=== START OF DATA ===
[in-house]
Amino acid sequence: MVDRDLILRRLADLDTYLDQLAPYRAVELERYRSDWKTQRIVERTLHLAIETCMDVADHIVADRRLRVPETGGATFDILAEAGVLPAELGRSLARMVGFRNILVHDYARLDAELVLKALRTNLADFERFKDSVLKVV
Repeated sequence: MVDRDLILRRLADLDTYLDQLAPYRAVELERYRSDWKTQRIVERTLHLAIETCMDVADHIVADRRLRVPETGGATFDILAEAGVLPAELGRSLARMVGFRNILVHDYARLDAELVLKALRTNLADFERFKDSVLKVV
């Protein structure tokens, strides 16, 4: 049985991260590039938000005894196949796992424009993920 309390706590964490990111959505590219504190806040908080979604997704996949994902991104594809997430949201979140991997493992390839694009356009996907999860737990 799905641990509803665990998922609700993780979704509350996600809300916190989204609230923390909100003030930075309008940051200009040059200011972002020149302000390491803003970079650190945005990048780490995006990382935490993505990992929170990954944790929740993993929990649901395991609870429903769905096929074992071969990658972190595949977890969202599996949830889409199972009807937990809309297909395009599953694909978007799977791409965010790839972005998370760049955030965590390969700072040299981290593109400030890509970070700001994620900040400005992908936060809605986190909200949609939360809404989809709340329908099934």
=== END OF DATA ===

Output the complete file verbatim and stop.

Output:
[in-house]
Amino acid sequence: MVDRDLILRRLADLDTYLDQLAPYRAVELERYRSDWKTQRIVERTLHLAIETCMDVADHIVADRRLRVPETGGATFDILAEAGVLPAELGRSLARMVGFRNILVHDYARLDAELVLKALRTNLADFERFKDSVLKVV
Repeated sequence: MVDRDLILRRLADLDTYLDQLAPYRAVELERYRSDWKTQRIVERTLHLAIETCMDVADHIVADRRLRVPETGGATFDILAEAGVLPAELGRSLARMVGFRNILVHDYARLDAELVLKALRTNLADFERFKDSVLKVV
């Protein structure tokens, strides 16, 4: 049985991260590039938000005894196949796992424009993920 309390706590964490990111959505590219504190806040908080979604997704996949994902991104594809997430949201979140991997493992390839694009356009996907999860737990 799905641990509803665990998922609700993780979704509350996600809300916190989204609230923390909100003030930075309008940051200009040059200011972002020149302000390491803003970079650190945005990048780490995006990382935490993505990992929170990954944790929740993993929990649901395991609870429903769905096929074992071969990658972190595949977890969202599996949830889409199972009807937990809309297909395009599953694909978007799977791409965010790839972005998370760049955030965590390969700072040299981290593109400030890509970070700001994620900040400005992908936060809605986190909200949609939360809404989809709340329908099934």